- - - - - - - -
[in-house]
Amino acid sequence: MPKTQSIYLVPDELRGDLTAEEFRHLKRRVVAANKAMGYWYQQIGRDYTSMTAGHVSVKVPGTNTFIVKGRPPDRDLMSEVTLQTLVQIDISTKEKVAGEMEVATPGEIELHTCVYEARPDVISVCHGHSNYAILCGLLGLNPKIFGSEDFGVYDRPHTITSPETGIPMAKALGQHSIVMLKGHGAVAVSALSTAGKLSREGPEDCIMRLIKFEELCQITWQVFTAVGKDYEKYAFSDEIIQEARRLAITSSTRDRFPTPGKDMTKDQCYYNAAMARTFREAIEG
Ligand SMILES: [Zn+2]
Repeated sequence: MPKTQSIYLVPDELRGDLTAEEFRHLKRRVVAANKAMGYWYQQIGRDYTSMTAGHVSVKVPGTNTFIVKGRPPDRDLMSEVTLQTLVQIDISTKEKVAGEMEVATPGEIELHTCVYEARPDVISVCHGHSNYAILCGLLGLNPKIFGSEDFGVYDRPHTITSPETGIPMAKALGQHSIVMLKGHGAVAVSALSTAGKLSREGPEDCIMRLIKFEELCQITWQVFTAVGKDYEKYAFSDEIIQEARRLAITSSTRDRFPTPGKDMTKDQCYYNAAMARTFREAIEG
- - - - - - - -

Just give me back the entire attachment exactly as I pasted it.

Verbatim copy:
[in-house]
Amino acid sequence: MPKTQSIYLVPDELRGDLTAEEFRHLKRRVVAANKAMGYWYQQIGRDYTSMTAGHVSVKVPGTNTFIVKGRPPDRDLMSEVTLQTLVQIDISTKEKVAGEMEVATPGEIELHTCVYEARPDVISVCHGHSNYAILCGLLGLNPKIFGSEDFGVYDRPHTITSPETGIPMAKALGQHSIVMLKGHGAVAVSALSTAGKLSREGPEDCIMRLIKFEELCQITWQVFTAVGKDYEKYAFSDEIIQEARRLAITSSTRDRFPTPGKDMTKDQCYYNAAMARTFREAIEG
Ligand SMILES: [Zn+2]
Repeated sequence: MPKTQSIYLVPDELRGDLTAEEFRHLKRRVVAANKAMGYWYQQIGRDYTSMTAGHVSVKVPGTNTFIVKGRPPDRDLMSEVTLQTLVQIDISTKEKVAGEMEVATPGEIELHTCVYEARPDVISVCHGHSNYAILCGLLGLNPKIFGSEDFGVYDRPHTITSPETGIPMAKALGQHSIVMLKGHGAVAVSALSTAGKLSREGPEDCIMRLIKFEELCQITWQVFTAVGKDYEKYAFSDEIIQEARRLAITSSTRDRFPTPGKDMTKDQCYYNAAMARTFREAIEG